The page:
In this file:
∑ Trump got rolled
∑ Nebraska farmers say Trump's trade war cost them $1 billion
Trump got rolled
By Art Cullen, Editorial, The Storm Lake Times (IA)
Soybean traders drew what irrational exuberance they could from word that China and the United States decided Sunday not to escalate their trade war. Beans closed up 11 cents per bushel, or 1.21%, higher, following a highly hyped meeting between President Trump and Chinese President Xi Jin Ping. Their only announcement was that the US would not impose even more sanctions on China in January as planned, and that in return China will buy more US agricultural products of undetermined size and value at an unnamed time. Left unsaid from the lovefest at the G20 meeting in Argentina: What happens to the tariffs in place during the 90-day cease fire period, the tariffs Trump imposed that crushed soy, corn and pork markets?
Theyíre still discussing that, apparently.
Corn was up 4 cents to $3.50 in Newell at Mondayís close, and beans were $8.16 locally ó $9.05 in Chicago futures, a basis spread that indicates uncertainty about where the market is headed. Beans were up Monday by 20 cents in morning trading but lost all that luster by afternoon, leaving the bins still full.
Meanwhile, Argentina is buying up cheap US soy stocks since they sold all their soy to China. Brazil is now the supplier of choice, and those switches will have lasting consequences. And, Canada is buying US beans, marking them up and reselling them to China.
China will get all the soy it needs at the price it wants. See how prices have been driven down so far that China now says it might buy our products, unless the Argentines throw in a box of chocolates? What a great deal Donald Trump just swung for us. Remember that he borrowed $500 million from the Chinese for a hotel project. Iowa State scientists supervise seed genetics labs for US firms in China. But when China wants to knock off 20% from the US soy market it gets our own President to do it. Who is kidding whom?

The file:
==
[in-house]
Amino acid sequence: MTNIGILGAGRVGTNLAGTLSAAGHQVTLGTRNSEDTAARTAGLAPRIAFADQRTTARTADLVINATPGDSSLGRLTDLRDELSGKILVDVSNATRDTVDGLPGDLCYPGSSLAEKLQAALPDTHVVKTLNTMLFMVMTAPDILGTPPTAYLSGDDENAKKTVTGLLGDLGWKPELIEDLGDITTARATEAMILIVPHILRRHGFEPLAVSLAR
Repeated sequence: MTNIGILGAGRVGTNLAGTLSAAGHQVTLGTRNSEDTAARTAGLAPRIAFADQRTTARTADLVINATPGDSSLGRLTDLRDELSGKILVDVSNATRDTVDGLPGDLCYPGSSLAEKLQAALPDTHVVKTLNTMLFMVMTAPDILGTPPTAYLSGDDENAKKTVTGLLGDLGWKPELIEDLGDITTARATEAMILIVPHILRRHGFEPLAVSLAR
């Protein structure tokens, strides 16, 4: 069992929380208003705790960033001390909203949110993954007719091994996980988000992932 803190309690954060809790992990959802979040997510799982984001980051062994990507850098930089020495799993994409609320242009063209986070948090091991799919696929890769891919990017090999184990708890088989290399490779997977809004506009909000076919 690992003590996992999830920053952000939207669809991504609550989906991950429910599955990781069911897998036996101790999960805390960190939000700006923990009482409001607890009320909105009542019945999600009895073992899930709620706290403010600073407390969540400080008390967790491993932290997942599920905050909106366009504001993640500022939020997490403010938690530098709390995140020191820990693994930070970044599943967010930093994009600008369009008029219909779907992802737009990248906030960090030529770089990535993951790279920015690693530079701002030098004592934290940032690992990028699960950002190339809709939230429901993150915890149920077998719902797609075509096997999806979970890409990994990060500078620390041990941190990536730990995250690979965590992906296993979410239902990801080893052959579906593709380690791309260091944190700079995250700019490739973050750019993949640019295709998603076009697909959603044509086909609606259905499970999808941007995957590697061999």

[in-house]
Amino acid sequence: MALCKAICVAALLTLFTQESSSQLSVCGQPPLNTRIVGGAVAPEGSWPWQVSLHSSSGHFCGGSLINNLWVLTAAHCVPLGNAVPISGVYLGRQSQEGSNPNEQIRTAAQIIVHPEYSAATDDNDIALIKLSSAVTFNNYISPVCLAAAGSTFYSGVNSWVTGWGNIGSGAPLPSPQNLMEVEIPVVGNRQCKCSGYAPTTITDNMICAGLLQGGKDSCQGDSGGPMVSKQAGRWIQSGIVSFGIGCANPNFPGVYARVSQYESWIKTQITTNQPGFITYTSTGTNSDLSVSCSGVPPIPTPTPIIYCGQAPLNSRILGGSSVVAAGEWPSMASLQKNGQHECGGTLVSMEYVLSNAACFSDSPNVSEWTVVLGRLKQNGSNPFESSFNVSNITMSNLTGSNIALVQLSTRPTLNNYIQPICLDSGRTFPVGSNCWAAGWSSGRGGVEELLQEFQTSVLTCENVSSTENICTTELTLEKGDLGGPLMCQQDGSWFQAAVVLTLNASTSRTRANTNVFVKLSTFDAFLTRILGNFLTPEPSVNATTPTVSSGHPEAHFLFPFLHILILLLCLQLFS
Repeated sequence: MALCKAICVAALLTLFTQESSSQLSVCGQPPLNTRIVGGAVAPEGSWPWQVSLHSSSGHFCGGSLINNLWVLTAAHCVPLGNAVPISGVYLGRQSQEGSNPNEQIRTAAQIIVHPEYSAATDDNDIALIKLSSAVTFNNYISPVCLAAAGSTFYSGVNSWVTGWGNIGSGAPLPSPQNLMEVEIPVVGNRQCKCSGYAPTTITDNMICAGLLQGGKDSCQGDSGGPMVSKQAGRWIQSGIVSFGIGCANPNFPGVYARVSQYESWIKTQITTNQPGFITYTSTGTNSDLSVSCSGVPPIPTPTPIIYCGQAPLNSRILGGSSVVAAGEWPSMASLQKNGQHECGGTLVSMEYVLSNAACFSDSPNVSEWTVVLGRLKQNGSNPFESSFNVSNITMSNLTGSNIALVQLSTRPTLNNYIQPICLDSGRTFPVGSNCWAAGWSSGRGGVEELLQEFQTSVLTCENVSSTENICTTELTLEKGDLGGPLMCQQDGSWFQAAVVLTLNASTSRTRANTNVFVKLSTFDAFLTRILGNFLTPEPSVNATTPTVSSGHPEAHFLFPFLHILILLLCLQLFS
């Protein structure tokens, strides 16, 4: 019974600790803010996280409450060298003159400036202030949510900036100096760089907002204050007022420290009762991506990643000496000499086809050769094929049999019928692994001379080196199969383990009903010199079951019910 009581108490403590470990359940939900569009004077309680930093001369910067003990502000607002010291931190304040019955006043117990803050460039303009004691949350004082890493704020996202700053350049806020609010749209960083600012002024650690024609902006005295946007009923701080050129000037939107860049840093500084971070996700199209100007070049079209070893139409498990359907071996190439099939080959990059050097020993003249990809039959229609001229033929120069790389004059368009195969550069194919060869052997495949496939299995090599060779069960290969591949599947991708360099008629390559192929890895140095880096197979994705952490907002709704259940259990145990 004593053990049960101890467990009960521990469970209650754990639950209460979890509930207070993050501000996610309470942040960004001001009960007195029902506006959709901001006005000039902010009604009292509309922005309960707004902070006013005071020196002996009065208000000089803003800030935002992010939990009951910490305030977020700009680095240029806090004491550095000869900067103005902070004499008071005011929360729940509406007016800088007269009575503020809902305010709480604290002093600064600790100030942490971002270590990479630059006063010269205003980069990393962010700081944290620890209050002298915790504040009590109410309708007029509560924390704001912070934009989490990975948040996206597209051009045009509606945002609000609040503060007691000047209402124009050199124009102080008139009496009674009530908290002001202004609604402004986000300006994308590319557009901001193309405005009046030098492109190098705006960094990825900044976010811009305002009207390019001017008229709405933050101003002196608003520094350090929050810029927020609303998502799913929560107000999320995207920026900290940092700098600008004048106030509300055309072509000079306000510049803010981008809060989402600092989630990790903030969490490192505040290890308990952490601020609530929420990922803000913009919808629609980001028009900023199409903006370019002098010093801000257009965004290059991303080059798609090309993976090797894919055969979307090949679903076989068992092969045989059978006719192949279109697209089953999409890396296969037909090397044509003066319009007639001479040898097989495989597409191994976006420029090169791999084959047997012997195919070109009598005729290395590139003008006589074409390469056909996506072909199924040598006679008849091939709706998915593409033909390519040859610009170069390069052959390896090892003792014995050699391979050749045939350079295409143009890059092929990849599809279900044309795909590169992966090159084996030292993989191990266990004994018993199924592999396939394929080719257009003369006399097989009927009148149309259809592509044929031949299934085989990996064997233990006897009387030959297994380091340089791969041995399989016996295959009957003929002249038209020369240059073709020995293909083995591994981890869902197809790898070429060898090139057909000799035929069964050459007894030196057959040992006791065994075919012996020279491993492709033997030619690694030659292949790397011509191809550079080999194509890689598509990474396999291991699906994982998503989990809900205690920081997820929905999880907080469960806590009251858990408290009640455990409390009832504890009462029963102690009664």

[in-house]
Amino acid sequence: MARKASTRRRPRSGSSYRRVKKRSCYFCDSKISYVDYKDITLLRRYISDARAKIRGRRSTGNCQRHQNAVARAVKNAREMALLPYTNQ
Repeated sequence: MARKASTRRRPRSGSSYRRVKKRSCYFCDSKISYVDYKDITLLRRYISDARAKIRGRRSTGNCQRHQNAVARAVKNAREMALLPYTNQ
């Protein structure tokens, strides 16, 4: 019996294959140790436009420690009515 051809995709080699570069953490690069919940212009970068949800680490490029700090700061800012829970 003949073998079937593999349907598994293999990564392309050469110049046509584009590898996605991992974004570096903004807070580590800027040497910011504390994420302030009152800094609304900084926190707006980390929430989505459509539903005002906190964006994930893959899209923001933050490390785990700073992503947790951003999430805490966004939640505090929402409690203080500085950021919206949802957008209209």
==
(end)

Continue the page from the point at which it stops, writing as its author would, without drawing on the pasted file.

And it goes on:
We had hoped that by appointing Xiís longtime friend Terry Branstad as ambassador to China, Trumpís bluster about China was just that. As it turns out, it was used against the United States, our standing in world agricultural markets is diminished, Iowa is worse off, and Sino-American relations seldom have been at a lower point.
If the boys in the Chicago pits thought that Trump would get anywhere with China, beans would have been up the limit for two days straight. Instead, they had a run that lasted a few hours. Thatís because the markets understand that Trump is all hat and no cattle, and no trade deal is in sight.
TRUMP SENT TO Congress a new North American Free Trade Agreement that he calls something else. It is the same thing with a new name USMCFTA, or something like that. Agriculture got no better deal. Amana will not be moving back to Iowa from Mexico, and neither will Maytag. Tyson will sell no more pork into Mexico. It did not prevent GM from closing five more auto plants while the majors continue to shift production to maquiladora plants south of the border where labor rules are non-existent.
The Bloviator in Chief insists that Congress can make no changes to the proposed agreement, since he believes he has become King. He wants it delivered back to his desk for a signature by the end of the year, or else. Why bother with Congress if it can make no changes? Democrats and Republicans in the Senate are not so eager just to rubber-stamp. They want side agreements governing labor and environmental standards. They want to make sure that Trump isnít giving away they farm like he is to the Chinese. The President has proven he cannot be trusted. Congress should take as long as it needs to, to make certain that we donít do a worse job of hollowing out manufacturing in the Upper Midwest, before signing a new agreement with Canada and Mexico.
TRUMP HAS MADE the Midwest, and Iowa in particular, the whipping boy...
Nebraska farmers say Trump's trade war cost them $1 billion
Khorri Atkinson, Axios†
Dec 5, 2018
The Nebraska Farm Bureau said this week that the tariffs triggered by President Trump's ongoing trade war have cost the state's agricultural sector more than $1 billion in revenue, specifically affecting soybeans, corn and pork, the Omaha World-Herald reports.
"To put a $1.2 billion loss into perspective, every person in the state of Nebraska would need to contribute $632 to cover that volume of lost dollars. Thatís a significant hit to our stateís economy."
ó Jay Rempe, a Nebraska Farm Bureau senior economist, to the Omaha World-Herald
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